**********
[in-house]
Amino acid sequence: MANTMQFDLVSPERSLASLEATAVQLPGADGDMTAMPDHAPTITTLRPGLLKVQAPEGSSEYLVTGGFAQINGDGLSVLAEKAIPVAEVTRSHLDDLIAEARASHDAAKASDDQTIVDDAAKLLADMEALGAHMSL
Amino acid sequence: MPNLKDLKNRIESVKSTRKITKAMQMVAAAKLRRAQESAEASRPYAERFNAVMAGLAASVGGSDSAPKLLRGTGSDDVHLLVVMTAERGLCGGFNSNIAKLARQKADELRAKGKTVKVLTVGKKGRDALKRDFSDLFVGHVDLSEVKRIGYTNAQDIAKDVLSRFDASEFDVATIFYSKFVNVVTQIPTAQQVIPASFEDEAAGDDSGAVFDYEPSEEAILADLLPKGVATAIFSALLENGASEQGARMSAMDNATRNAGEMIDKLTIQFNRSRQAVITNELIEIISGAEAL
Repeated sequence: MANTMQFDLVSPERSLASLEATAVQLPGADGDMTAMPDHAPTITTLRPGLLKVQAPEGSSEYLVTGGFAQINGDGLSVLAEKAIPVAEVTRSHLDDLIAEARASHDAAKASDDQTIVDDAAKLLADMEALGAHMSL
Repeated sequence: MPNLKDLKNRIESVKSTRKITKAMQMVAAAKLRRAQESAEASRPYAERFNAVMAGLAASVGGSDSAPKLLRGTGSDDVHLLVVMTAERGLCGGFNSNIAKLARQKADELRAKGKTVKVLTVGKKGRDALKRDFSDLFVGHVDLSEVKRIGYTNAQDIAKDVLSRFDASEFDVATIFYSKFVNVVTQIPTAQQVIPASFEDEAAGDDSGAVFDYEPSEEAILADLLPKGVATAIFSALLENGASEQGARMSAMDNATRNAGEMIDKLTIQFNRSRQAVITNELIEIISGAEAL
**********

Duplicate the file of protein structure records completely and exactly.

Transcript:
[in-house]
Amino acid sequence: MANTMQFDLVSPERSLASLEATAVQLPGADGDMTAMPDHAPTITTLRPGLLKVQAPEGSSEYLVTGGFAQINGDGLSVLAEKAIPVAEVTRSHLDDLIAEARASHDAAKASDDQTIVDDAAKLLADMEALGAHMSL
Amino acid sequence: MPNLKDLKNRIESVKSTRKITKAMQMVAAAKLRRAQESAEASRPYAERFNAVMAGLAASVGGSDSAPKLLRGTGSDDVHLLVVMTAERGLCGGFNSNIAKLARQKADELRAKGKTVKVLTVGKKGRDALKRDFSDLFVGHVDLSEVKRIGYTNAQDIAKDVLSRFDASEFDVATIFYSKFVNVVTQIPTAQQVIPASFEDEAAGDDSGAVFDYEPSEEAILADLLPKGVATAIFSALLENGASEQGARMSAMDNATRNAGEMIDKLTIQFNRSRQAVITNELIEIISGAEAL
Repeated sequence: MANTMQFDLVSPERSLASLEATAVQLPGADGDMTAMPDHAPTITTLRPGLLKVQAPEGSSEYLVTGGFAQINGDGLSVLAEKAIPVAEVTRSHLDDLIAEARASHDAAKASDDQTIVDDAAKLLADMEALGAHMSL
Repeated sequence: MPNLKDLKNRIESVKSTRKITKAMQMVAAAKLRRAQESAEASRPYAERFNAVMAGLAASVGGSDSAPKLLRGTGSDDVHLLVVMTAERGLCGGFNSNIAKLARQKADELRAKGKTVKVLTVGKKGRDALKRDFSDLFVGHVDLSEVKRIGYTNAQDIAKDVLSRFDASEFDVATIFYSKFVNVVTQIPTAQQVIPASFEDEAAGDDSGAVFDYEPSEEAILADLLPKGVATAIFSALLENGASEQGARMSAMDNATRNAGEMIDKLTIQFNRSRQAVITNELIEIISGAEAL